If you want to lift your mood, let a cat out of a closet.
I live in an old house, where one scary door downstairs opens into a dirt build up. A wall of decomposed granite greets you when you step inside. It is the house’s bowels, where a tangle of pipes and wires carries the sewage down, and the hot water up, and where for lack of a better spot, our washer and dryer live. So I am in that dank, sneezy build up all the time. The dirt is so insidious that I am forever rewashing wet socks when they drop on the dusty concrete pad on their way to the dryer.
That eerie cavern is also irresistible to my cat, Zoro. He sneaks in behind me while my head is in the mouth of the washer, and he runs up the mound of dirt into the darkness, sending a shower of pebbles behind him. I often look up from my chore and see his eyes glowing out from the back of the build up. But at times, if I am wrestling an armful of wet clothes, I don’t notice when he bolts in. I set the timer on the dryer and close the door behind me, not to return maybe until the next morning when I am rushing to find clean underwear for a kid.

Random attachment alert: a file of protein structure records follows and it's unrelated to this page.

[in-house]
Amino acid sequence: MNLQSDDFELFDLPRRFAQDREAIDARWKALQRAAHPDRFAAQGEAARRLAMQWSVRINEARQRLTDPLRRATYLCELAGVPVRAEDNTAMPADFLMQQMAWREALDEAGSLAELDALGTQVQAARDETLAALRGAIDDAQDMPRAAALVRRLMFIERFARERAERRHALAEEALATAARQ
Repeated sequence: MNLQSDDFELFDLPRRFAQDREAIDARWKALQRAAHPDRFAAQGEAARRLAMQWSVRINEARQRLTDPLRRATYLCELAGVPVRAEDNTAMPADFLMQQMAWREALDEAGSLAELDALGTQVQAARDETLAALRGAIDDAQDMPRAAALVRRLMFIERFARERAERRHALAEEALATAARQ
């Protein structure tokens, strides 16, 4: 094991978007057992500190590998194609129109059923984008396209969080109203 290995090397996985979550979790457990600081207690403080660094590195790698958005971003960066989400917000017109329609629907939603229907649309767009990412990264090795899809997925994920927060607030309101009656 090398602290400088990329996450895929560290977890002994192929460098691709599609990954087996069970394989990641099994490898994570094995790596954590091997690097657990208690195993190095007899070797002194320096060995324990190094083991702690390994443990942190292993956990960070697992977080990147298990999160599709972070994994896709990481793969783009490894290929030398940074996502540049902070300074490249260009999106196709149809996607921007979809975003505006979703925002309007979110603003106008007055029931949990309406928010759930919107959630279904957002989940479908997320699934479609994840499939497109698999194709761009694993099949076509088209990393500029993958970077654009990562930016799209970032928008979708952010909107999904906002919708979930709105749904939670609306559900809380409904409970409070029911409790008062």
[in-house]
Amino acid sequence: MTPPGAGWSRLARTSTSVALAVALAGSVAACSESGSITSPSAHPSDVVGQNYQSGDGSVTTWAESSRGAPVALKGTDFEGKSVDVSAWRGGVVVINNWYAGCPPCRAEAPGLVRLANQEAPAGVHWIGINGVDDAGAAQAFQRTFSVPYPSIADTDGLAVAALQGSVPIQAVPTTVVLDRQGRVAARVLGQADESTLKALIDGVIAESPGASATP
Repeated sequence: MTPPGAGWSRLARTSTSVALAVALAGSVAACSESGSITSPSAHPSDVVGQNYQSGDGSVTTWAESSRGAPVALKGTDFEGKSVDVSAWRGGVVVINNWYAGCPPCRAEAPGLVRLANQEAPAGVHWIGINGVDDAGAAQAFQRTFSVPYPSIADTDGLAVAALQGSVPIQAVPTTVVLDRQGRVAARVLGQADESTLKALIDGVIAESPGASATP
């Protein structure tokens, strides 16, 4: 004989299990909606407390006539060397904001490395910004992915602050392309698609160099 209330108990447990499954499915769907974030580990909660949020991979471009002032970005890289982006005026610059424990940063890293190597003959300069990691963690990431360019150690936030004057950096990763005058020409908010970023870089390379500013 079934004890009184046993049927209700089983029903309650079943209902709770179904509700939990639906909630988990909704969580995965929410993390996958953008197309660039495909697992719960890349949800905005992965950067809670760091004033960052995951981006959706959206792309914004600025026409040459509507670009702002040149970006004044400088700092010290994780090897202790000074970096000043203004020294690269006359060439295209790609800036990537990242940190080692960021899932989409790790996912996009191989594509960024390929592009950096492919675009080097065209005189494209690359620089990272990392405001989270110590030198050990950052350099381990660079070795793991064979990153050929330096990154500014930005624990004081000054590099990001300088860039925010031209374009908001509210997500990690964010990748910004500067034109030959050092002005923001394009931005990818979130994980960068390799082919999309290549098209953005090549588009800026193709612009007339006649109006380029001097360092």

During the time my cat is locked in a dark closet in the downstairs in a pitch black prison, I might be dealing with a dozen or two things: A looming work deadline, my toddler whining against my leg while I try to finish a phone call, a toppling tower of unwashed dishes, a missing ingredient for every possible dinner recipe, life insurance paperwork I’ve yet to complete, a friend whose brother has cancer, my eight year-old’s fear that she won’t go to heaven…
Eventually I get back to the laundry, and when I open that door, my whiskered friend is standing there tail up, ready to dart into the light. He thanks me with a guttural meow and struts out into civilization again, his coat covered in a brown haze, looking like a coal miner. After a quick rub against my pant leg, he trots off toward his dish, and I presently hear him crunching away on fish flavored kibble—purring.
Locked in a setting for a Steven King novel for hours on end, he comes out purring.
And his gratitude to me for once again being his rescuer adds a comical and satisfying flavor to my day.
Regardless of the time and events that pass before I turn that knob to release him, he is at that moment, happy. No grudges, no lingering complaints about the past: my cat lives in a perpetual state of the present. And he seems to be telling me something about enjoying where I am, no matter where I am.
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